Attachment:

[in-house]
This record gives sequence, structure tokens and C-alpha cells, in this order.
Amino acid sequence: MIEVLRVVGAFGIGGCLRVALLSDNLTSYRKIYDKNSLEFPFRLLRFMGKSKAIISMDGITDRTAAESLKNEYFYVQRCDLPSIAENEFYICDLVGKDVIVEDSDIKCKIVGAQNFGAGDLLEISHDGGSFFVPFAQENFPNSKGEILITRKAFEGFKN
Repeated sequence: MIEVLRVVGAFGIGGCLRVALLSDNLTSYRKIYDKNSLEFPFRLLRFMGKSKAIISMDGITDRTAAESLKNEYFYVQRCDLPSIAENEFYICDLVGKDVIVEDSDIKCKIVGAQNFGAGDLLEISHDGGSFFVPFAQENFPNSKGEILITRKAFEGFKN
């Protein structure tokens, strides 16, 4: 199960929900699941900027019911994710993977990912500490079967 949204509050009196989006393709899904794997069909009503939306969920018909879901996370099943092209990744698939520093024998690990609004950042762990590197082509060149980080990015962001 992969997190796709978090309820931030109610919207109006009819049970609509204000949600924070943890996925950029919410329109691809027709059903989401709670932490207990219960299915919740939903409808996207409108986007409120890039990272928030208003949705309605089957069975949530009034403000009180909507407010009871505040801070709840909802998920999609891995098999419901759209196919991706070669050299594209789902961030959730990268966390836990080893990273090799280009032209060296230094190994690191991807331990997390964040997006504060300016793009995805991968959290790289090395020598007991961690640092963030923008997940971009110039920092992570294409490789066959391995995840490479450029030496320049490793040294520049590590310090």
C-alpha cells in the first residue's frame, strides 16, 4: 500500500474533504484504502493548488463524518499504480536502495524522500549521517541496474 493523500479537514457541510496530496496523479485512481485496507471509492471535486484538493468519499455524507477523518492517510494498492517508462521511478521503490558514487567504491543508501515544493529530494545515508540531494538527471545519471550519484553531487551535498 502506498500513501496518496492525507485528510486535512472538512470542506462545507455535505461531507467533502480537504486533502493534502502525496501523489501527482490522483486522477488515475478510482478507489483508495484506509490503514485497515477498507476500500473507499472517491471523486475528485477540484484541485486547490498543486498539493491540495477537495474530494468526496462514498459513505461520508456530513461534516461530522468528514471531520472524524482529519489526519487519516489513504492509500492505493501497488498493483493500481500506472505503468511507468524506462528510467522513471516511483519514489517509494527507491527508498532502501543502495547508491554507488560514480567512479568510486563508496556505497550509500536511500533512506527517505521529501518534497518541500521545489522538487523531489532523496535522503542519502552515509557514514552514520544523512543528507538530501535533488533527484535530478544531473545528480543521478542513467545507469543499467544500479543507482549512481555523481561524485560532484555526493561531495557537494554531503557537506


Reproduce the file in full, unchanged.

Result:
[in-house]
This record gives sequence, structure tokens and C-alpha cells, in this order.
Amino acid sequence: MIEVLRVVGAFGIGGCLRVALLSDNLTSYRKIYDKNSLEFPFRLLRFMGKSKAIISMDGITDRTAAESLKNEYFYVQRCDLPSIAENEFYICDLVGKDVIVEDSDIKCKIVGAQNFGAGDLLEISHDGGSFFVPFAQENFPNSKGEILITRKAFEGFKN
Repeated sequence: MIEVLRVVGAFGIGGCLRVALLSDNLTSYRKIYDKNSLEFPFRLLRFMGKSKAIISMDGITDRTAAESLKNEYFYVQRCDLPSIAENEFYICDLVGKDVIVEDSDIKCKIVGAQNFGAGDLLEISHDGGSFFVPFAQENFPNSKGEILITRKAFEGFKN
């Protein structure tokens, strides 16, 4: 199960929900699941900027019911994710993977990912500490079967 949204509050009196989006393709899904794997069909009503939306969920018909879901996370099943092209990744698939520093024998690990609004950042762990590197082509060149980080990015962001 992969997190796709978090309820931030109610919207109006009819049970609509204000949600924070943890996925950029919410329109691809027709059903989401709670932490207990219960299915919740939903409808996207409108986007409120890039990272928030208003949705309605089957069975949530009034403000009180909507407010009871505040801070709840909802998920999609891995098999419901759209196919991706070669050299594209789902961030959730990268966390836990080893990273090799280009032209060296230094190994690191991807331990997390964040997006504060300016793009995805991968959290790289090395020598007991961690640092963030923008997940971009110039920092992570294409490789066959391995995840490479450029030496320049490793040294520049590590310090």
C-alpha cells in the first residue's frame, strides 16, 4: 500500500474533504484504502493548488463524518499504480536502495524522500549521517541496474 493523500479537514457541510496530496496523479485512481485496507471509492471535486484538493468519499455524507477523518492517510494498492517508462521511478521503490558514487567504491543508501515544493529530494545515508540531494538527471545519471550519484553531487551535498 502506498500513501496518496492525507485528510486535512472538512470542506462545507455535505461531507467533502480537504486533502493534502502525496501523489501527482490522483486522477488515475478510482478507489483508495484506509490503514485497515477498507476500500473507499472517491471523486475528485477540484484541485486547490498543486498539493491540495477537495474530494468526496462514498459513505461520508456530513461534516461530522468528514471531520472524524482529519489526519487519516489513504492509500492505493501497488498493483493500481500506472505503468511507468524506462528510467522513471516511483519514489517509494527507491527508498532502501543502495547508491554507488560514480567512479568510486563508496556505497550509500536511500533512506527517505521529501518534497518541500521545489522538487523531489532523496535522503542519502552515509557514514552514520544523512543528507538530501535533488533527484535530478544531473545528480543521478542513467545507469543499467544500479543507482549512481555523481561524485560532484555526493561531495557537494554531503557537506